‘People with epilepsy should be demanding more. More specialist nurses, more research, better drugs. We try our best but we often fail. I would love the patient voice to be angrier.’

Under the microscope

Interior designer and star of Changing Rooms Laurence Llewelyn-Bowen, 56, takes our health quiz 

Can you run up the stairs?

I can because I have very shallow stairs at home in the Cotswolds. One of the joys of 17th-century architecture is these shallow stairs, which meant that when ladies swooped down them in large skirts, they rippled the hem. 

So rather than me being fit, my stairs are accommodating. I have a running machine and run every morning. I think it’s inelegant to admit to too much exercise, but that’s my guilty secret.

Get your five a day?

I eat healthily because I like it. I don’t have a sweet tooth, nor do I crave carbs — I’m really not a pasta or bread person. My diet is high in protein — meat and fish — as well as vegetables.

Interior designer and star of Changing Rooms Laurence Llewelyn-Bowen, 56, takes our health quiz

Interior designer and star of Changing Rooms Laurence Llewelyn-Bowen, 56, takes our health quiz

Ever dieted?

I have never dieted but I have constantly looked at what I eat. After all, I have an investment in tailoring and should nothing fit, it would be costly to upgrade. No idea what my weight is and I’m 6 ft tall — but only because my bootmaker makes sure that’s my height.

has the pandemic affected you?

I think we have all got a little bit more out of focus than we used to be, but I have been lucky to continue working throughout — planning my ventures and my design business. I never shuffled around the house in a dressing gown. It’s important to be reasonably well turned out, even for a Zoom call.

Any vices?

I like a glass of gin and tonic but I refuse to see it as any sort of vice. It’s refreshing, empowering and invigorating — and where most of my ideas come from.

family ailments?

My mother had multiple sclerosis; she was diagnosed in her 30s but lived into her 70s. My father, who was an orthopaedic surgeon, died of leukaemia when I was nine.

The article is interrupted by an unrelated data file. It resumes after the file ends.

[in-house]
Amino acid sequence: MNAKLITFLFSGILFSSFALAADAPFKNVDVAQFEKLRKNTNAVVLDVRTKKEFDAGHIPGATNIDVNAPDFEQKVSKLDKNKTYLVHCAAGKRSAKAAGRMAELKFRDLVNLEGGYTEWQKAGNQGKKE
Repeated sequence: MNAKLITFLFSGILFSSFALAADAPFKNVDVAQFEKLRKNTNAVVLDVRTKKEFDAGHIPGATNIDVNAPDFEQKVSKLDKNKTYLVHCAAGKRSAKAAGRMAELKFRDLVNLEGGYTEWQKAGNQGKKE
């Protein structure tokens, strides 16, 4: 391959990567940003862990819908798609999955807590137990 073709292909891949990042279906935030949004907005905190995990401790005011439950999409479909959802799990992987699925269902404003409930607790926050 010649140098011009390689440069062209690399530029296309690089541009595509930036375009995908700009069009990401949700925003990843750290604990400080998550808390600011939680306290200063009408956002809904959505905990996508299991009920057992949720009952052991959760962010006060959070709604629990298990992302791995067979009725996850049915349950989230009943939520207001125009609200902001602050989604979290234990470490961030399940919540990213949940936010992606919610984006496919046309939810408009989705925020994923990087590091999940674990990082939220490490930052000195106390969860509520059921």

Worst illness or injury?

I very much enjoyed glandular fever when I was in my teens because it occurred at the height of my desire to be a Victorian poet. Glandular fever was as good as consumption as far as I was concerned. I have never broken a bone and I think that’s due to my father’s insistence that we children drink pints of milk every day. Must have helped my teeth, too, as I didn’t have my first filling until I was 43.

Pop any pills?

As A family, my wife Jackie and our two grown-up daughters have been taking vitamin D during the pandemic to boost immunity.

Cope well with pain?

Reasonably well — I don’t like being unwell and I think that’s because it doesn’t happen very often. I can get grouchy when ill but I don’t have huge trepidation about pain.

Is sex important?

It is important — especially now they have found a link between sex and populating the planet.

WOULD YOU Ever have plastic surgery?

I’ve always wanted a tail. Something quite swishy and foxy would suit me perfectly — otherwise no.

Tried any alternative remedies?

Not really — I did grow up in a very straightforward medical environment. My father was against anything flouncy. He wouldn’t have looked out of place on the deck of HMS Victory. 

For him, you were either thoroughly unwell and expected to die or lose a leg, or you were expected to just get on with life.

Ever been depressed?

NOT really. I was a bit mopey for a couple of years after my father died. I spent weeks in my early 20s thinking I was depressed, then realised I wasn’t, so I stopped. It is a very difficult issue and awful for those seriously affected.

Hangover cure?

More booze. Irritatingly, hangovers do get worse as you get older.

What keeps you awake?

IT Sounds pretentious but I’d say creativity. I am not a very anxious person. I generally sleep well but if I wake up in the night, I get sucked into these rabbit holes about the new wallpaper collections — mostly all forgotten before I wake up again. I am very busy with new launches and my head is buzzing.

Any phobias?

Beige. I get very prickly around beige and have been known to suffer what I assumed was a panic attack when beige surroundings overwhelmed me.

Like to live for ever?

I didn’t realise I wasn’t going to. I should always read the small print, shouldn’t I?

Changing Rooms is on Channel 4 at 8pm every Wednesday.